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Government loses ground in vote

Argentina's President Cristina Fernandez de Kirchner has failed the first electoral test of her second term.

Her party's candidates trailed opponents across Argentina's most populous provinces in congressional primaries. If the voting pattern repeated in October's elections, she could lose control of congress during the final two years of her rule.

The governing party remains the only political force in Argentina with a nationwide organisation, but her opponents are catching up, especially in the all-important province of Buenos Aires. With 52% of the vote counted in the suburbs around Argentina's capital, Sergio Massa's Renewal Front was leading the president's hand-picked candidate, Martin Insaurralde, by 34% to 29%.

The governing Front for Victory party got the most votes in six of seven provinces with senate races. But its candidates for the house of deputies led in only eight of Argentina's 23 provinces and trailed in all of the most populous provinces as well as the city of Buenos Aires. Mr Massa, who broke from Ms Fernandez only 40 days before the primaries, sounded more like a presidential candidate than a campaigner for congress in his victory speech.

He invited people from across the political landscape to join him in a new movement that would rule from the centre, build coalitions and protect the middle class, a group he said had been neglected by Ms Fernandez. "We have to think of the future. We have to learn to stop looking at the past as a way to build a future for all Argentines," he said.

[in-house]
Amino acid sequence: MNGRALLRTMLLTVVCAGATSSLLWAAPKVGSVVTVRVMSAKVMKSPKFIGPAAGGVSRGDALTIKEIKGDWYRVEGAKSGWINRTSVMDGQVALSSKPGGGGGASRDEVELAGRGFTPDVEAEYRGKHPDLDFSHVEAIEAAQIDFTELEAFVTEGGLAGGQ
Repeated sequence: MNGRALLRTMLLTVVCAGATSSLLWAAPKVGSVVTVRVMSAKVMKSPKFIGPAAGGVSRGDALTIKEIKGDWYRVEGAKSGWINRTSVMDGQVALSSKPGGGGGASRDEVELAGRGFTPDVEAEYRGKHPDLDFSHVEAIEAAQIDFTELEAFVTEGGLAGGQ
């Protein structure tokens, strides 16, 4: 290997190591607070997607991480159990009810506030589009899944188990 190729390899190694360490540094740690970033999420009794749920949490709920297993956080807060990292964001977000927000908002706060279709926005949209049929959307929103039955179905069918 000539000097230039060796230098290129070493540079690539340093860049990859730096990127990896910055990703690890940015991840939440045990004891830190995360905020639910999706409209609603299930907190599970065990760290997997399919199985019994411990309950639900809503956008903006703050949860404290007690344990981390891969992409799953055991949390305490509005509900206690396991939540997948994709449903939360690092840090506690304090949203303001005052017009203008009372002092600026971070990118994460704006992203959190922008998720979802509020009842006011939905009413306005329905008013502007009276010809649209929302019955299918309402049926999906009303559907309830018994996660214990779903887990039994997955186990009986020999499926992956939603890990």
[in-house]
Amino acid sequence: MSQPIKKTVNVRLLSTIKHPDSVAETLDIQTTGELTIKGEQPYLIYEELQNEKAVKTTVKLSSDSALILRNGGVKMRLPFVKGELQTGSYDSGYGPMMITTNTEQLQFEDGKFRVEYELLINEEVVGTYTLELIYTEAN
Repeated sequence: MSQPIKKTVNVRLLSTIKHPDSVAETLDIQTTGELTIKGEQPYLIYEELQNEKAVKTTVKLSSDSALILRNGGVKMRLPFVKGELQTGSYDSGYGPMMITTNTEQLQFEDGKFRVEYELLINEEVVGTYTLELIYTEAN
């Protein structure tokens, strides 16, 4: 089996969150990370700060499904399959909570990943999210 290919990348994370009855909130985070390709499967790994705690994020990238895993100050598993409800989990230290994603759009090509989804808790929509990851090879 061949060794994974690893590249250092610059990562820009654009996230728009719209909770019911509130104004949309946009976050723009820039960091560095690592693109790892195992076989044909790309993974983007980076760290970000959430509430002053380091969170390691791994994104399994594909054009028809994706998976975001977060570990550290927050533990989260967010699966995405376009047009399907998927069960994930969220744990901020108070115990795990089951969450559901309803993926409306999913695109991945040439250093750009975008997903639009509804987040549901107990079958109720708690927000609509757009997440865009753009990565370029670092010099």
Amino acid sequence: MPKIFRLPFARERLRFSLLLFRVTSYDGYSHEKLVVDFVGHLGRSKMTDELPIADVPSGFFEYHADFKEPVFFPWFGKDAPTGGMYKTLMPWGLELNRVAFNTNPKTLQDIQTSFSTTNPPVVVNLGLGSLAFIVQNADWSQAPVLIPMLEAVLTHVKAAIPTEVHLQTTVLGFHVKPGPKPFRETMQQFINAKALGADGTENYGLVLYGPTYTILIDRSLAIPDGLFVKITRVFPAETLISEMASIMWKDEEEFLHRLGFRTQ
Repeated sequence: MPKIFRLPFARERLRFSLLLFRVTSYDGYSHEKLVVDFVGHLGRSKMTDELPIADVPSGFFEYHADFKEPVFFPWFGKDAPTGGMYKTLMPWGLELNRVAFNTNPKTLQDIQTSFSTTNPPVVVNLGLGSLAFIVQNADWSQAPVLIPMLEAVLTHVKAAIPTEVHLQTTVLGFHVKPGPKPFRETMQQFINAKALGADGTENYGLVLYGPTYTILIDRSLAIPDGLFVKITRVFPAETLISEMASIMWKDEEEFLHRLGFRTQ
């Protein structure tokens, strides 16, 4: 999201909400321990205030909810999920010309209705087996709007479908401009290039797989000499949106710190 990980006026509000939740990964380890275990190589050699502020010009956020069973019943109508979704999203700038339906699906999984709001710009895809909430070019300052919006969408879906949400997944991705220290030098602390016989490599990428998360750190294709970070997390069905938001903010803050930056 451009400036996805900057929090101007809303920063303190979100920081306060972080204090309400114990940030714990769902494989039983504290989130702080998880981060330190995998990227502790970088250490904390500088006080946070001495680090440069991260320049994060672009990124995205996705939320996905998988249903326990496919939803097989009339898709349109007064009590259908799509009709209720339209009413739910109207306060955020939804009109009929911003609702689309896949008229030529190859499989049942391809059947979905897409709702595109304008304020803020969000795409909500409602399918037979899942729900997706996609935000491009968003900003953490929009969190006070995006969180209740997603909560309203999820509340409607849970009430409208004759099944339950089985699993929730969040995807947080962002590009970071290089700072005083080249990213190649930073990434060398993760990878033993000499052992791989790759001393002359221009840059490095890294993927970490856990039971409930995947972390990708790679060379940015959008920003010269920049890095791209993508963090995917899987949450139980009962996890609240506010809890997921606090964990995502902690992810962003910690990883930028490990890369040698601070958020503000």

Ms Fernandez won re-election nearly two years ago with 54% of the vote, but her popularity has dropped since then amid corruption scandals, and growing discontent over inflation and deteriorating public services.

She refused to concede any defeat and warned Argentines not to trust politicians who make promises they cannot keep. "There may be other politicians showing up offering something different," she said. "I ask that all of you think about what we've done in the last 10 years."

With half the seats in congress and a third of seats in the senate up for grabs on October 27, the results could determine whether Ms Fernandez will have new checks on her power. Currently, she does not need the votes of any opposition politicians to provide the majorities she needs to push through legislation.

If her opponents control at least a third of the seats, they could end any chance of changing the constitution to eliminate the two-term limit on presidencies.

Whoever wins big in October could become a leading candidate to succeed her in 2015. This was the first election to include 16 and 17-year-olds, a new block of more than a half million voters that Ms Fernandez in particular has courted. In all, more than 70% of 30 million registered voters cast ballots.

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